You should choose an easy-to-remember domain name. Instead of putting a killer name like janewalkertheprofessional.com, why not simply put janewalker.com, with a special character? That sounds much more professional. Also, choosing a TLD (top-level domain) like .com, .net, .me, is going to be your choice.
Keep your website running smoothly with a hosting company that guarantees you good uptime, fast load times and easy setup. Choose an affordable and reliable plan. You could choose between free hosting sites like AWS, Google CLoud Hosting, WordPress, Wix or Squarespace.
Is your website for business? E-commerce? Portfolio? Education? Make sure you don't deviate from the purpose of your website. You don't want your site visitors having mixed ideas about what you want to say. If it's about sports, talk about sports. Don't end up talking about recipes.
Choose a pattern that is similar to the common website structure. Remember that in your website, there must be a logo, a header, a navigation bar(not in all cases), the menu, the footer and of course, content. All sites contain content. Also, your website should have a color scheme that will affect its feel. The blend of the layout and color scheme accounts for its neatness.
A site map is a visual or textually organized model of a website's content that permits users to navigate through the site to find the information they want. This tool displays relationships between the site's pages and its content elements, and search engines crawl in them to find users' queries much faster. Google says that building a website without a sitemap is like building a house without a blueprint.
Your site should be informative. Use the most common keywords to rank high in search engines. Sometimes, stand in the client's view, type whatever pops into your head relating to your topic in any search engine and find synonyms to that phrase or keyword. Use them in your website. Also, do not embed too many pictures and videos. One video and a few pictures should be enough to elaborate on your content.
Know your audience. Code should attract developers, sports should attract athletes and recipes for chefs. Write only what they need.
Adverts may be useful, but you should know when and where to put them. Do not put it where it will block content, or your client will leave your site for a similar one. If your pop-ups and adverts are not necessary, do not put them.
Do a simple yet professional website. An eye-catching design will keep eye-balls glued to the screen. Choose a specific font throughout. Go for simple, choose an easy-to-read font, not Egyptian hieroglyphics.
Choose a background element that blends with your theme and color scheme, to keep your website neat. Gradient? Picture? Patterned? Any of them would look great, but be sure that they really look good. If you don't get a tip of satisfaction, then you need to put something else. Satisfy yourself first.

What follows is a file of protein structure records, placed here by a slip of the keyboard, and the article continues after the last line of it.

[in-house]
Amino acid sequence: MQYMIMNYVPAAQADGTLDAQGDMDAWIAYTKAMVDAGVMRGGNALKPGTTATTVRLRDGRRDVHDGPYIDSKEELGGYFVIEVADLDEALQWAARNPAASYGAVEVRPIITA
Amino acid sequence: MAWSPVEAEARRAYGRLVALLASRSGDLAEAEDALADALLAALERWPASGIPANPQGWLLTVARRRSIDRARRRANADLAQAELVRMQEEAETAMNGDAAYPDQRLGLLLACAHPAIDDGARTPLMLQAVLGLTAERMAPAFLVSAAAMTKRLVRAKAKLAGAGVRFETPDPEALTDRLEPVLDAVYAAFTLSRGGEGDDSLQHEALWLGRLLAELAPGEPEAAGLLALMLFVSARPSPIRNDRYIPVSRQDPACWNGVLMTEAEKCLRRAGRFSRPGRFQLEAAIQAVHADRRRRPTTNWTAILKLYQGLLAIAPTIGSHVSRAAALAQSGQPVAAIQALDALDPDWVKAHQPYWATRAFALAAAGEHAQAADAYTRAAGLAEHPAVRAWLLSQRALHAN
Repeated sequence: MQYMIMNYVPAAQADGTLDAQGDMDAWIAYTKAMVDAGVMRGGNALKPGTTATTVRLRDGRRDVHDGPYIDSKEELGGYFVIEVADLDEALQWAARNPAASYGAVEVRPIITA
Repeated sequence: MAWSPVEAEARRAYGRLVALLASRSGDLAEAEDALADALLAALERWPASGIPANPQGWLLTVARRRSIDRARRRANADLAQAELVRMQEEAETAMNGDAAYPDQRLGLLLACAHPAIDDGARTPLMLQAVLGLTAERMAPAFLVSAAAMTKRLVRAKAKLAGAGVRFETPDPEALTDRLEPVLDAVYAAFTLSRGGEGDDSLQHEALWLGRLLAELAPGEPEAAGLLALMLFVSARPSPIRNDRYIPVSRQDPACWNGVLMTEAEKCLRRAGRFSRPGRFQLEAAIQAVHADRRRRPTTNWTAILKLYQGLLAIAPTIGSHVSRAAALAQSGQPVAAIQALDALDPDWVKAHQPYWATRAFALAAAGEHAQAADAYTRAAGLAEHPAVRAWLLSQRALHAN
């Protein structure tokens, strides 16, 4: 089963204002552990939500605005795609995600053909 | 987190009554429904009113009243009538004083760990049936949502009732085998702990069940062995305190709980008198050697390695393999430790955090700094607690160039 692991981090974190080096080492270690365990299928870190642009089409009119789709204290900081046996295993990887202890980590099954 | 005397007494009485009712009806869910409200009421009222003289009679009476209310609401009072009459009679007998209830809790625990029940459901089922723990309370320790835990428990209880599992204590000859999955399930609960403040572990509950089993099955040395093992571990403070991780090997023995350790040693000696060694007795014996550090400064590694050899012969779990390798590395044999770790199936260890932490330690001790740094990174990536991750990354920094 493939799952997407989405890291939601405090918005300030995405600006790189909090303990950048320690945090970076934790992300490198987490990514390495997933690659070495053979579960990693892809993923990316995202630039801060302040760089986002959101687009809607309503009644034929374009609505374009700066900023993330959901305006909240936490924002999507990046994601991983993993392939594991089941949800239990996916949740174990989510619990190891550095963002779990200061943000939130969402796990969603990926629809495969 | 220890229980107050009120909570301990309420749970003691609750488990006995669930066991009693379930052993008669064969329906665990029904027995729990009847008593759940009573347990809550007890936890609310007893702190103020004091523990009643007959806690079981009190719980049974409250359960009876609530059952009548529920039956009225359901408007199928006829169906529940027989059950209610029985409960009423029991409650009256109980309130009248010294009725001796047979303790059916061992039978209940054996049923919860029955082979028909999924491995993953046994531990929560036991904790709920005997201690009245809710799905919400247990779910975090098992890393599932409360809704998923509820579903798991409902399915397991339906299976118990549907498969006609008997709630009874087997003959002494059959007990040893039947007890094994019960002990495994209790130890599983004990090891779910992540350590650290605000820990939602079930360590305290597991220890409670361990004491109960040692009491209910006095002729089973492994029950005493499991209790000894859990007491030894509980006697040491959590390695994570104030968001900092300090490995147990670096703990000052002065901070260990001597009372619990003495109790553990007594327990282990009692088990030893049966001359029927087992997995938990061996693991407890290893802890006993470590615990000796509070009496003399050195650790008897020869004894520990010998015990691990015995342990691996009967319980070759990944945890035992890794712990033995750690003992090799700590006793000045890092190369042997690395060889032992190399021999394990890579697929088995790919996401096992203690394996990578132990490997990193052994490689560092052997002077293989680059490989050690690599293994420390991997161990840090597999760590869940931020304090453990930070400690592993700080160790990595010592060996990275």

Your navigation bar should be easy to understand. If they're icons, choose the right ones. Everybody knows the icon that says location, so if you want your clients to locate you, use the common icon, or something that says location.
Always update your site. Tell your clients what's new, and give them the chance to subscribe to your weekly newsletters. That way, they won't forget they ever visited your website because once you update, they will visit to see your updates. You could also use your social media to announce your updates.
Remember that your website will be accesses not only on laptops and mobile phones, but also on tablets, e-readers, standard and widescreen monitors, using multiple browsers like Firefox, Google, Safari and Edge on different operating systems like Mac OS, Android, Linux, Apple or Windows. If you're chanced to get all operating systems, you're good to go. If you can't, acceptance testing is another method. Be sure that your website works as intended when accessed through the different browser-OS combinations.
Use tools and advanced strategies (like SEO) to attract more traffic to your website. Check the mobile and search engine friendliness, and the site load time.
Responsive web design has its benefits, one of them being variable screen resolution. From Smart HDTVs to handheld game consoles, the layouts vary from widescreen, to normal, to narrow, then to mobile depending on the device.
Tracking analytics enable you to track the performance of your site, and provide perspective by giving you insights and meaningful data that you might not otherwise detect. A common example is Twitter analytics that shows tweet data used to optimize one's future Twitter campaigns.
If your site uses a secure host, there are higher chances it's safe. If it requires login pages, encrypt them. Backup your data. If your visitors feel safe when they leave their information in your website, then it definitely is safe.
Sometimes, tracking analytics may sound like ‘sneaking’ or ‘peeking into clients privacy'. Reviews and ratings bring you closer to your audience, and your feedback feels ‘sincere’. Give room for reviews or comments at the bottom of the page (not as pop-ups, because those kids are annoying when they're not necessary). This feature is not important, you could still go with tracking analytics.
Someone's asking why I'm writing about the footer; well, I have no idea, because I didn't write about the header. But this is important. Your footer stands as a placeholder for your social media. If you have a ‘Contact Me’ button on your nav bar, then you should have your socials below. Twitter, LinkedIn, Facebook, Instagram, Pinterest, whatever you want to use to connect and discuss with people. Add copyright. You sought professionalism anyway, so yours professionally.